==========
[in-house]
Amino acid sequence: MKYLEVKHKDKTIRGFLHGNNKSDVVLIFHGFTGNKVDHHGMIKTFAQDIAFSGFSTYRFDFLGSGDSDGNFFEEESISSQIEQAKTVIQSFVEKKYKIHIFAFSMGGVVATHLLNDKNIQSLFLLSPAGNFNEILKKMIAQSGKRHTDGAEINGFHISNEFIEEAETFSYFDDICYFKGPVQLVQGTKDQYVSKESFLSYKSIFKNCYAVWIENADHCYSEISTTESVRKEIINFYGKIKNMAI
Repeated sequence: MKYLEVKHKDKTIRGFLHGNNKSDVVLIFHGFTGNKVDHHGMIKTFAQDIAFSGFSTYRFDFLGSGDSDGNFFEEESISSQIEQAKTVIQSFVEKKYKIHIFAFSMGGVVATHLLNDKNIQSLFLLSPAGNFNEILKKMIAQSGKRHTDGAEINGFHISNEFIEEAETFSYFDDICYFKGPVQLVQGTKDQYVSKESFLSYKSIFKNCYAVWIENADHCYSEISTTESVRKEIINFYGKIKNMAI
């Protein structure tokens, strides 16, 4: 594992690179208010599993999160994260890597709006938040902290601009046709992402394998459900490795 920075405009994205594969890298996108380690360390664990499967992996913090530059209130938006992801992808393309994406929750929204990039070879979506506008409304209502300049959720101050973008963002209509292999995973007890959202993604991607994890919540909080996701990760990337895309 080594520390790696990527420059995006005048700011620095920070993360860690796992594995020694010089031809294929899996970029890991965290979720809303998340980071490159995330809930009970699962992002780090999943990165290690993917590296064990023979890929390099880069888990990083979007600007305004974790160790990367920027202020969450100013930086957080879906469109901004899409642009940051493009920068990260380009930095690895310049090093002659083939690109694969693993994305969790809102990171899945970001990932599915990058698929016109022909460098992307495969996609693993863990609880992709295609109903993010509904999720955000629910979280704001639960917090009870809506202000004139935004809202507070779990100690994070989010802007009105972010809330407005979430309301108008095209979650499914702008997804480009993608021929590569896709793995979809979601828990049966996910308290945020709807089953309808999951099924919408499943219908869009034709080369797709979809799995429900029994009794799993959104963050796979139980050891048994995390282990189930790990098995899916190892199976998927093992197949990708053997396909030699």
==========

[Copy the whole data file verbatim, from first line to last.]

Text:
[in-house]
Amino acid sequence: MKYLEVKHKDKTIRGFLHGNNKSDVVLIFHGFTGNKVDHHGMIKTFAQDIAFSGFSTYRFDFLGSGDSDGNFFEEESISSQIEQAKTVIQSFVEKKYKIHIFAFSMGGVVATHLLNDKNIQSLFLLSPAGNFNEILKKMIAQSGKRHTDGAEINGFHISNEFIEEAETFSYFDDICYFKGPVQLVQGTKDQYVSKESFLSYKSIFKNCYAVWIENADHCYSEISTTESVRKEIINFYGKIKNMAI
Repeated sequence: MKYLEVKHKDKTIRGFLHGNNKSDVVLIFHGFTGNKVDHHGMIKTFAQDIAFSGFSTYRFDFLGSGDSDGNFFEEESISSQIEQAKTVIQSFVEKKYKIHIFAFSMGGVVATHLLNDKNIQSLFLLSPAGNFNEILKKMIAQSGKRHTDGAEINGFHISNEFIEEAETFSYFDDICYFKGPVQLVQGTKDQYVSKESFLSYKSIFKNCYAVWIENADHCYSEISTTESVRKEIINFYGKIKNMAI
């Protein structure tokens, strides 16, 4: 594992690179208010599993999160994260890597709006938040902290601009046709992402394998459900490795 920075405009994205594969890298996108380690360390664990499967992996913090530059209130938006992801992808393309994406929750929204990039070879979506506008409304209502300049959720101050973008963002209509292999995973007890959202993604991607994890919540909080996701990760990337895309 080594520390790696990527420059995006005048700011620095920070993360860690796992594995020694010089031809294929899996970029890991965290979720809303998340980071490159995330809930009970699962992002780090999943990165290690993917590296064990023979890929390099880069888990990083979007600007305004974790160790990367920027202020969450100013930086957080879906469109901004899409642009940051493009920068990260380009930095690895310049090093002659083939690109694969693993994305969790809102990171899945970001990932599915990058698929016109022909460098992307495969996609693993863990609880992709295609109903993010509904999720955000629910979280704001639960917090009870809506202000004139935004809202507070779990100690994070989010802007009105972010809330407005979430309301108008095209979650499914702008997804480009993608021929590569896709793995979809979601828990049966996910308290945020709807089953309808999951099924919408499943219908869009034709080369797709979809799995429900029994009794799993959104963050796979139980050891048994995390282990189930790990098995899916190892199976998927093992197949990708053997396909030699």